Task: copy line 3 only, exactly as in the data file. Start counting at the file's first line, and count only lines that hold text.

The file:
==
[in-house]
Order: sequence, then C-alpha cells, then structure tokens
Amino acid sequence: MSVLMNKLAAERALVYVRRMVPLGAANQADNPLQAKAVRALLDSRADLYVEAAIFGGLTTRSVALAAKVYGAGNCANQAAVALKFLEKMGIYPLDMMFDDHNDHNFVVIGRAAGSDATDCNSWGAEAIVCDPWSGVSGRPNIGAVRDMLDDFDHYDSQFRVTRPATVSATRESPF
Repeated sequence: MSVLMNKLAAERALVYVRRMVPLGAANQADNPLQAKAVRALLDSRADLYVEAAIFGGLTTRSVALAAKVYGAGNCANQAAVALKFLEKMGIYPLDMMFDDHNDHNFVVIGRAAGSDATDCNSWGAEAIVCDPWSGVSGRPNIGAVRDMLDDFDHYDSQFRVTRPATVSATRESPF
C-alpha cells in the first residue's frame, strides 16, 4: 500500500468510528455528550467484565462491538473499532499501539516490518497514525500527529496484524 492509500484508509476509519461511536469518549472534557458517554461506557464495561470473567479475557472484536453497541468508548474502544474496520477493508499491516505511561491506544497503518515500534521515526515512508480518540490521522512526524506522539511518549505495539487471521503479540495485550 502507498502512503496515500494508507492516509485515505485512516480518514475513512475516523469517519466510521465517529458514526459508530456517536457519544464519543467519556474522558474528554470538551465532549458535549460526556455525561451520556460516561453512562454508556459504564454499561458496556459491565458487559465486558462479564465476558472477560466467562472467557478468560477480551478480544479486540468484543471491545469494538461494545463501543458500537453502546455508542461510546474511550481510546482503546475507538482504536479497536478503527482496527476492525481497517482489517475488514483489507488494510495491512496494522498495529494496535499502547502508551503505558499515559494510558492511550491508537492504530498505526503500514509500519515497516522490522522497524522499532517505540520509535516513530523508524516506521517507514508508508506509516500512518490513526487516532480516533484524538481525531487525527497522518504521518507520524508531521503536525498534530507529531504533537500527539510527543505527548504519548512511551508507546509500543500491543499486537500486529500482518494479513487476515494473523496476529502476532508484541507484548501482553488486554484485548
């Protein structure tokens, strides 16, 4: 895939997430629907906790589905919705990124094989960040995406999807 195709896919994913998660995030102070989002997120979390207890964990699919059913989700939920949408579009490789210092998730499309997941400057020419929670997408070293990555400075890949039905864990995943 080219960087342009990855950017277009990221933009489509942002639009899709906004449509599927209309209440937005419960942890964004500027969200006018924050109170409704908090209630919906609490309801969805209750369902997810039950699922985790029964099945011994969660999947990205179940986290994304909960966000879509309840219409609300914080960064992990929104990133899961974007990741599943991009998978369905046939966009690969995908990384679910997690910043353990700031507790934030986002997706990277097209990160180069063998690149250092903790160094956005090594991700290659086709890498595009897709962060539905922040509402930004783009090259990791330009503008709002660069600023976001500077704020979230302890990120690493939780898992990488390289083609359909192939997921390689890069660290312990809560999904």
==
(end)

Amino acid sequence: MSVLMNKLAAERALVYVRRMVPLGAANQADNPLQAKAVRALLDSRADLYVEAAIFGGLTTRSVALAAKVYGAGNCANQAAVALKFLEKMGIYPLDMMFDDHNDHNFVVIGRAAGSDATDCNSWGAEAIVCDPWSGVSGRPNIGAVRDMLDDFDHYDSQFRVTRPATVSATRESPF